Costa Rica approves CAFTA-DR

Yesterday, Costa Rica’s voters approved ratification of the Central America-Dominican Republic Free Trade Agreement (CAFTA-DR). This is good news for most Costa Rican consumers and workers, but not for the country’s radical trade unions. As my friend Juan Carlos Hidalgo noted in The Miami Herald on Friday (in an op ed which he called his final contribution to the debate prior to the vote):

Despite being one of the countries most open to trade in Latin America, Costa Rica is the only signatory nation that has not yet ratified this agreement — and may become the only one to reject it. But if the country continues on its current course, Costa Ricans may also reject an essential foundation of its liberal democracy: the peaceful resolution of internal debates…

CAFTA’s opponents have routinely threatened its supporters with violence, and supporters have often had to be escorted by police during community debates. In public universities, students who favor the agreement have been physically prevented from distributing literature. In one widely publicized case, a student was attacked.

The leader of the NO to CAFTA campaign, Eugenio Trejos, president of the state-owned Technological Institute, has repeatedly claimed that CAFTA will pass over his dead body.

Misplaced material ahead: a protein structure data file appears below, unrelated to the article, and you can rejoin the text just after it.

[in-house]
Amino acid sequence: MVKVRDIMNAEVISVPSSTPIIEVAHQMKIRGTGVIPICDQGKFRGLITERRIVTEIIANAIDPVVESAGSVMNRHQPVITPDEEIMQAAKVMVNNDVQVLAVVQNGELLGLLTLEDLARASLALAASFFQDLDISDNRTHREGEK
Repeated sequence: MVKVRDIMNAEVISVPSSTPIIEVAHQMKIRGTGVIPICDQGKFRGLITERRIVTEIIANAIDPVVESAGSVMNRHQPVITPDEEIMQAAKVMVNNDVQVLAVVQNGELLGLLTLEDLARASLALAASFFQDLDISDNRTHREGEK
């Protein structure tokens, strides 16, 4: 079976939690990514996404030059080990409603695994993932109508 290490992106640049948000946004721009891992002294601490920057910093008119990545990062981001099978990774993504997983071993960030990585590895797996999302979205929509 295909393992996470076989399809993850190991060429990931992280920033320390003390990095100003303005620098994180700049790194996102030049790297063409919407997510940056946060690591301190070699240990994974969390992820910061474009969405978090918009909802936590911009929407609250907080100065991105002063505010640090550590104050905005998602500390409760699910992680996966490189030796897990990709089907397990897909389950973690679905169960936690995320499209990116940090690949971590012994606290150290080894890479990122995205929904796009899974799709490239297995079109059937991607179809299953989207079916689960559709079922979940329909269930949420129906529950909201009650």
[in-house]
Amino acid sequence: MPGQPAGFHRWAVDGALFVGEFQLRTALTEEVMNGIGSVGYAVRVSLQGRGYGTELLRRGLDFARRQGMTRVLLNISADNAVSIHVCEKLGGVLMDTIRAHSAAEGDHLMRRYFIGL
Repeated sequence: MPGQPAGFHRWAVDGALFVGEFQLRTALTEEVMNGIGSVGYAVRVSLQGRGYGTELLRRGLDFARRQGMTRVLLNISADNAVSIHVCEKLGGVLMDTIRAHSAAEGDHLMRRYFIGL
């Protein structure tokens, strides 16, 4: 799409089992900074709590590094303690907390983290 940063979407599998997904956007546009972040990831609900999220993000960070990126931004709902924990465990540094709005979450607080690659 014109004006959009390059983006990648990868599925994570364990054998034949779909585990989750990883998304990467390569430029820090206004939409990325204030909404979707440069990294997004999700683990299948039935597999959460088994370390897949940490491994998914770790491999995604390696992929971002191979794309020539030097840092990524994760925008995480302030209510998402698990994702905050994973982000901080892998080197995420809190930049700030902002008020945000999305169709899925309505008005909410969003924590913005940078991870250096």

And who outside was supporting CAFTA’s thuggish internal opponents?

The consequences of rejecting CAFTA go beyond the resulting loss of competitiveness to the Costa Rican economy. It would make Arias a lame duck president only 1 ½ years into his four-year term and embolden the hard left leading into the general elections of 2010. It comes as no surprise, then, that Fidel Castro, Hugo Chávez and Daniel Ortega have all publicly called for CAFTA’s defeat in the referendum.

Strangely, even as Ortega fulminated against CAFTA, Nicaragua remained a party to the agreement, and he had made no serious moves to withdraw from it — essentially asking Costa Rica to disadvantage itself opposite Nicaragua in terms of access to the U.S. market.

Of course, the treaty isn’t perfect, as Fran Smith noted in a paper on the agreement, but its rejection anywhere would have carried severe negative consequences. The rogues’ gallery of opponents should make clear that the treaty will help secure not only the region’s economic future — important as that is — but also its very security in the face of an authoritarian tide.